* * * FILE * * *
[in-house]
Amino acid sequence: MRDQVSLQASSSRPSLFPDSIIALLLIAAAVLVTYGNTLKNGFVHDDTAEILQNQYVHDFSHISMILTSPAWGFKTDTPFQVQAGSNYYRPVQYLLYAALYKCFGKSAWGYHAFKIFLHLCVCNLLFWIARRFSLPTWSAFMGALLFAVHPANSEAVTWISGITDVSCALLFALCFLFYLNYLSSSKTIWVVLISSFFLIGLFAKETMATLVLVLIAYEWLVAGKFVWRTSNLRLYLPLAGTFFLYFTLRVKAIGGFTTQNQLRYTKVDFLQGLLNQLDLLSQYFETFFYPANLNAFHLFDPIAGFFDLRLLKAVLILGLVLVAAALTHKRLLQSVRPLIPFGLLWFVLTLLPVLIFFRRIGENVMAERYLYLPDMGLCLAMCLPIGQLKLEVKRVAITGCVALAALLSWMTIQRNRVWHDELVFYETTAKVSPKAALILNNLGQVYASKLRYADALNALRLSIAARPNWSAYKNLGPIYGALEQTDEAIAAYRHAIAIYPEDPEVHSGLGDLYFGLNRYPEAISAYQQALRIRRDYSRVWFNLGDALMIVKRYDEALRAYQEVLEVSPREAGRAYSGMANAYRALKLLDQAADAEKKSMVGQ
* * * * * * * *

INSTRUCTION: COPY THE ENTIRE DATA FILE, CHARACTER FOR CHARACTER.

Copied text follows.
[in-house]
Amino acid sequence: MRDQVSLQASSSRPSLFPDSIIALLLIAAAVLVTYGNTLKNGFVHDDTAEILQNQYVHDFSHISMILTSPAWGFKTDTPFQVQAGSNYYRPVQYLLYAALYKCFGKSAWGYHAFKIFLHLCVCNLLFWIARRFSLPTWSAFMGALLFAVHPANSEAVTWISGITDVSCALLFALCFLFYLNYLSSSKTIWVVLISSFFLIGLFAKETMATLVLVLIAYEWLVAGKFVWRTSNLRLYLPLAGTFFLYFTLRVKAIGGFTTQNQLRYTKVDFLQGLLNQLDLLSQYFETFFYPANLNAFHLFDPIAGFFDLRLLKAVLILGLVLVAAALTHKRLLQSVRPLIPFGLLWFVLTLLPVLIFFRRIGENVMAERYLYLPDMGLCLAMCLPIGQLKLEVKRVAITGCVALAALLSWMTIQRNRVWHDELVFYETTAKVSPKAALILNNLGQVYASKLRYADALNALRLSIAARPNWSAYKNLGPIYGALEQTDEAIAAYRHAIAIYPEDPEVHSGLGDLYFGLNRYPEAISAYQQALRIRRDYSRVWFNLGDALMIVKRYDEALRAYQEVLEVSPREAGRAYSGMANAYRALKLLDQAADAEKKSMVGQ